Hungary's government and central bank officials outlined measures, including cutting government spending, to mitigate the country's risks in the current global financial crisis at a meeting in Budapest at the weekend.
The Hungarian Prime Minister Ferenc Gyurcsany expressed hope that 'ongoing investments would not have to be suspended' during a meeting of some 60 top lawmakers, ministers, central bank chiefs and trade union leaders to work out a short-to-medium term action plan to tackle the financial turmoil.
Hungary, feeling the effects of the global financial crisis, last week received a €5 billion loan from the European Central Bank. In an unprecedented move outside the euro zone, the ECB came to Hungary's aid to help it combat a financial crisis that experts attribute to panic and speculation.
'Hungary's economy has grown stronger over the past few years and although vulnerability remains it has lessened and the country enjoys the support of institutions such as the European Commission, the European Central Bank and the International Monetary Fund,' central bank governor Andras Simor said.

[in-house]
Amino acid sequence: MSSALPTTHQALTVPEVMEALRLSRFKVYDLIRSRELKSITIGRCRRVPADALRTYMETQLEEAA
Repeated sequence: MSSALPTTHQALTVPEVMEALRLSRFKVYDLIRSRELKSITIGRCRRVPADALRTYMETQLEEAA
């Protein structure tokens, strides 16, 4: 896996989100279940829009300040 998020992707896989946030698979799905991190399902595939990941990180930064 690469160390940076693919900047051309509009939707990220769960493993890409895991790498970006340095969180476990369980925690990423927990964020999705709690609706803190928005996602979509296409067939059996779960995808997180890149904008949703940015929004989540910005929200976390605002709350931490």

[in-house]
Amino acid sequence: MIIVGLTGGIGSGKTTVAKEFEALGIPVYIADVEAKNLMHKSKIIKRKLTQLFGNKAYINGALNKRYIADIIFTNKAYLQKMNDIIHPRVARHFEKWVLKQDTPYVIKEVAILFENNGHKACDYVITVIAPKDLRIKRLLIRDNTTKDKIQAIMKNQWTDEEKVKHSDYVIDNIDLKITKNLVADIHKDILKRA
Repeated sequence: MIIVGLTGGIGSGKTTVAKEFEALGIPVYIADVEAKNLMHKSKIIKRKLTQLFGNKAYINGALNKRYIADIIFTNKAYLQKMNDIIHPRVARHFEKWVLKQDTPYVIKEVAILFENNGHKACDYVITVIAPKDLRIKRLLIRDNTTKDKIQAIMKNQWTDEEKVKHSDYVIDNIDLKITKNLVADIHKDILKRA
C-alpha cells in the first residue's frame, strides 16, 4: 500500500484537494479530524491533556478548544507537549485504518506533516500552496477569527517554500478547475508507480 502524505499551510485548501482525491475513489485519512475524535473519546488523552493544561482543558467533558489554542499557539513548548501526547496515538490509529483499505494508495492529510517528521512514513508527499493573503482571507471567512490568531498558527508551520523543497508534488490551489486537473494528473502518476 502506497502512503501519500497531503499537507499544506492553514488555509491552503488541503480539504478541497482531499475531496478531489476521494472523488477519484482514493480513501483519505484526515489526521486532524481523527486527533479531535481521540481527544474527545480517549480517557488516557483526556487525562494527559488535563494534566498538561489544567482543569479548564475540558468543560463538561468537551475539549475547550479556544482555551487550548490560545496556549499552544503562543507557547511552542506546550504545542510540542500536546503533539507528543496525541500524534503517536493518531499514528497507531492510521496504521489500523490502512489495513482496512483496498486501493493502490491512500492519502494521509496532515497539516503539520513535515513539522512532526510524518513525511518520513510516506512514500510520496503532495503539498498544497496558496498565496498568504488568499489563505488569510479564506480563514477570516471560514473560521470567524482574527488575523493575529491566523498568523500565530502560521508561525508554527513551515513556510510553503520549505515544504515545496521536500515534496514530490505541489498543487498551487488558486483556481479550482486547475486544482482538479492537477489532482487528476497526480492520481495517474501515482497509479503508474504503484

'There is practically zero chance of a national bankruptcy in Hungary,' he added.
But investors have nonetheless made known their concerns. The Budapest stock exchange has shed half its value and the national currency, the forint, has lost more than 10% against the euro.
Hungary, which joined the European Union in 2004, saw its deficit ratio balloon to a record high 9.2% in 2006. But thanks to austerity policies, the public deficit narrowed to 3.4% of output by 2008. Economic growth in 2008 is expected to come to 2%.